We all know the plot. It’s Victorian London, somewhere in the early 1840s. Mean, old Ebenezer Scrooge is a miser of the worst kind. You couldn’t get a ha’penny out of him no matter how much you begged. Somebody up there gets tired of Scrooge’s meanness. The ghost of Scrooge’s long-dead partner, Jacob Marley, appears to him on Christmas Eve to get Scrooge to mend his ways. Scrooge is predictably obstinate, so Marley tells him he will be visited by three more spirits. These ghosts are special, though–one is the sad and nostalgic Ghost of Christmas Past, one the jolly Ghost of Christmas Present and the third the terrifyingly skeletal Ghost of Christmas Yet To Come. We get a retrospective of Scrooge’s life, which starts out happy and hopeful in the past, and eventually turns into the grim spectacle of his present, ending with his projected lonely death in the future.
A terrified Scrooge wakes up thoroughly reformed and immediately orders a Christmas goose. He also swears to treat others much better than in the past, especially his much-abused assistant, Bob Cratchit, Cratchit’s wife, and Cratchit’s ecologically alarming number of children, including the now-famous Tiny Tim.
As the above synopsis shows, A Christmas Carol is a dark, supernatural fantasy, not really the usual genre of its author, Charles Dickens, who published the novella in 1843 to pay off debts. But it does reflect Dickens’ passion for social justice. At one point, Scrooge compares the Ghost of Christmas Present to religious reformers who were trying to get the bakeries closed on Christmas and Sundays. On these days, bakeries were open, but not allowed to bake bread. So, poor families who had no ovens were taking their meat to the bakeries to get them cooked for Sundays and holidays. Closing the bakeries on these days would have lost them a hot meal at Christmas.
A Christmas Carol ultimately reflects the hard-luck circumstances of the author, as well as some truly surrealistic fantasy, not unlike a winter version of The Wizard of Oz. This combination (not to mention the convenience that the novella is well out of copyright now) has resulted in many adaptations into all sorts of media. The Wikipedia page for these different versions lists over seventy.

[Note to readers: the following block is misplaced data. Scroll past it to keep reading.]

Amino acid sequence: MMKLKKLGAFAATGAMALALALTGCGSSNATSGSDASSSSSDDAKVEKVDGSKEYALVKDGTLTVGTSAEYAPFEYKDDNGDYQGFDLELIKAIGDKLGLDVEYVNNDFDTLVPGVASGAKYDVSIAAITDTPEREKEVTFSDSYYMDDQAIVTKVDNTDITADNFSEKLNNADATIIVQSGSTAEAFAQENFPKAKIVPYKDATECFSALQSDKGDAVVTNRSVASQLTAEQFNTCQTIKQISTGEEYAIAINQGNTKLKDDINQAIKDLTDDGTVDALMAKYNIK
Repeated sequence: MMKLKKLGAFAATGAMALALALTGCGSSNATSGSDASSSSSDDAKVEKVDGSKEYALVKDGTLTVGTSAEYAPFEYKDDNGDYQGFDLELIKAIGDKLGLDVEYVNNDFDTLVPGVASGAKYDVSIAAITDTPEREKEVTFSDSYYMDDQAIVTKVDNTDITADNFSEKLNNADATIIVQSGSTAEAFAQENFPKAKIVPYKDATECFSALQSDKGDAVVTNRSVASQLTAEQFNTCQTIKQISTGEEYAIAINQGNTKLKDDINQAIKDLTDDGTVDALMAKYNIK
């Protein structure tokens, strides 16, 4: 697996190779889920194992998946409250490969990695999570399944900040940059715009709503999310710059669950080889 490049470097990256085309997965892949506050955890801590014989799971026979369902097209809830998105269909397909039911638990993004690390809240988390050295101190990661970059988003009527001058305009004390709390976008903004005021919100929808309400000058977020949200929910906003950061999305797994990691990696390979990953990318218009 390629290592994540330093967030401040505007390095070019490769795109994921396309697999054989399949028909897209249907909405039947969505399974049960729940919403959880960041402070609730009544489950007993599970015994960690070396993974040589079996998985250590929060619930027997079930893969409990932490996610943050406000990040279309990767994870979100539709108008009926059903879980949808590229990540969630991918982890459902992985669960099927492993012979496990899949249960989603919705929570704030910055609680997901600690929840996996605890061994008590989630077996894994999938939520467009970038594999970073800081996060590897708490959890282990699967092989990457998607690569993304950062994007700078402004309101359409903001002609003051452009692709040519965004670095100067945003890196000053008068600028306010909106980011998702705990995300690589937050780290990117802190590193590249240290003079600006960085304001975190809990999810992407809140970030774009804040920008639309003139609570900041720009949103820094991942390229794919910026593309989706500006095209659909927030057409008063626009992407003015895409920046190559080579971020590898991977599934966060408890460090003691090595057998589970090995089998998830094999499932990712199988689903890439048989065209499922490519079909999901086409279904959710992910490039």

Despite the fact that the novella is a ghost story, adaptations of A Christmas Carol are not common in actual genre fare. You see this especially in genre television. Christmas genre episodes tend to be about other things, usually the birth of Christ or a general meditation on the season’s message of peace and goodwill. In Xena: Warrior Princess, for example, Xena and her sidekick Gabrielle find themselves protecting the baby Jesus during the winter solstice in “A Solstice Carol” (1996).
In The X-Files episode, “Christmas Carol” (1997), FBI Agent Dana Scully discovers that the experiments on her during her bout with cancer have produced a daughter (a sort of scientific virgin birth). Meanwhile, episodes from Space: Above and Beyond and Babylon 5 deal with the season (both Christmas and Hanukkah), but as a brief moment of peace either during or immediately before a war.
Most adaptations of A Christmas Carol are therefore, strangely enough, mainstream, only grudgingly edging into magical realism. The Scrooge character’s experiences are usually highly subjective and visible to no one else.
Such adaptations also tend to fall into four different categories. First, you get straightforward versions of the story, set in Victorian England around the time that the novella was written (usually called either “A Christmas Carol” or “Scrooge”).
Second, you get modernizations where the Scrooge character is updated to the time period of the adaptation (Ross Kemp as a loan shark in a British television production from 2000). Sometimes, Scrooge is even changed to a woman (Ebbie, Ms. Scrooge).
Third, you get humorous adaptations or parodies. These can reflect either the original time period (The Muppet Christmas Carol) or the time of the adaptation (Scrooged). Sometimes, you even get adaptations set in that version’s past, but not in Victorian England (An American Christmas Carol).
Fourth, you get stories that deviate from the storyline, but have a similar premise (How the Grinch Stole Christmas, Supernatural episode “A Very Supernatural Christmas”).
The last two categories are often animated and pitched to children, though Scrooged and the Supernatural episode are definite exceptions. They also tend to be the most unashamedly genre. My personal favorites tend to come from the last two categories.